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Silverman v. United States, 365 U.S. 505 (1961) (full-text).

U.S. Supreme Court Proceedings[]

In Silverman, the U.S. Supreme Court held that the Fourth Amendment prohibited the government’s physical intrusion upon private property during an investigation when government agents drove a “spike mike” into the common wall of a row house until it made contact with a heating duct for the home in which the conversation occurred.

Silverman presented something of a technical problem, because there was some question whether the spike mike had actually crossed the property line of the defendant’s town house when it made contact with the heating duct. The Court declined to rest its decision on the technicalities of local property law, and instead found that the government’s conduct had intruded upon privacy of home and hearth in a manner condemned by the Fourth Amendment.[1] The Court stated:

The absence of a physical invasion of the petitioner’s premises was also a vital factor in the Court’s decision in Olmstead v. United States . . . . In holding that the wiretapping there did not violate the Fourth Amendment, the Court noted that the insertions were made without trespass upon any property of the defendants. They were made in the basement of the large office building. The taps from house lines were made in the streets near the houses. 277 U.S. at 457. There was no entry of the houses or offices of the defendants. Id. at 464. Relying upon these circumstances, the Court reasoned that the intervening wires are not part of (the defendant’s) house or office any more than are the highways along which they are stretched. Id. at 465.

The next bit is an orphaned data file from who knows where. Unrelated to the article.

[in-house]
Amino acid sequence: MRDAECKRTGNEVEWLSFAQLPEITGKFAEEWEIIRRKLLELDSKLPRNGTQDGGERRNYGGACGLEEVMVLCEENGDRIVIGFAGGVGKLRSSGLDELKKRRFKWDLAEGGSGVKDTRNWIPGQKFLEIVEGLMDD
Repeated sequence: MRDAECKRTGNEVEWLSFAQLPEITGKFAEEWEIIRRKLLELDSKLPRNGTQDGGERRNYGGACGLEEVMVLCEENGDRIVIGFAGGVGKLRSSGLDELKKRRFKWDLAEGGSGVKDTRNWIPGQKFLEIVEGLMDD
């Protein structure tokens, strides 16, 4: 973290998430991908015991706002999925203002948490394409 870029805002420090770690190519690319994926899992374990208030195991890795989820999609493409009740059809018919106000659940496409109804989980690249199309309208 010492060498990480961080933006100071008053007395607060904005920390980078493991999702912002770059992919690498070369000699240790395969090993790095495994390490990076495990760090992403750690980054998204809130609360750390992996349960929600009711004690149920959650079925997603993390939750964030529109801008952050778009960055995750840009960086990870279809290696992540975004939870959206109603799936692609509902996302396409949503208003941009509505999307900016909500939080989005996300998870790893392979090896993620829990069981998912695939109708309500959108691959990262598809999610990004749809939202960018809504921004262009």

Here, by contrast, the officers overheard the petitioners’ conversations only by usurping part of the petitioners’ house or office — a heating system which was an integral part of the premises occupied by the petitioners, a usurpation that was effected without their knowledge and without their consent. In these circumstances we need not pause to consider whether or not there was a technical trespass under the local property law relating to party walls. Inherent Fourth Amendment rights are not inevitably measurable in terms of ancient niceties of tort or real property law . . . .

The Fourth Amendment, and the personal rights which it secures, have a long history. At the very core stands the right of a man to retreat into his own home and there be free from unreasonable governmental intrusion. . . . This Court has never held that a federal officer may without warrant and without consent physically entrench into a man’s office or home, there secretly observe or listen, and relate at the man’s subsequent criminal trial what was seen or heard.

A distinction between the dictaphone employed in Goldman [Goldman v. United States], 316 U.S. 129 (1942)] and the spike mike utilized here seemed to the Court of Appeals too fine a one to draw. The court was unwilling to believe that the respective rights are to be measured in fractions of inches. But decision here does not turn upon the technicality of a trespass upon a party wall as a matter of local law. It is based upon the reality of an actual intrusion into a constitutionally protected area. What the Court said long ago bears repeating now: It may be that it is the obnoxious thing in its mildest and least repulsive form; but illegitimate and unconstitutional practices get their first footing in that way, namely, by silent approaches and slight deviations from legal modes of procedure. Boyd v. United States, 116 U.S. 616, 635. We find no occasion to re-examine Goldman here, but we decline to go beyond it, by even a fraction of an inch.[2]


  1. 365 U.S. at 510-12.
  2. Id. at 510-12 (internal quotation marks omitted).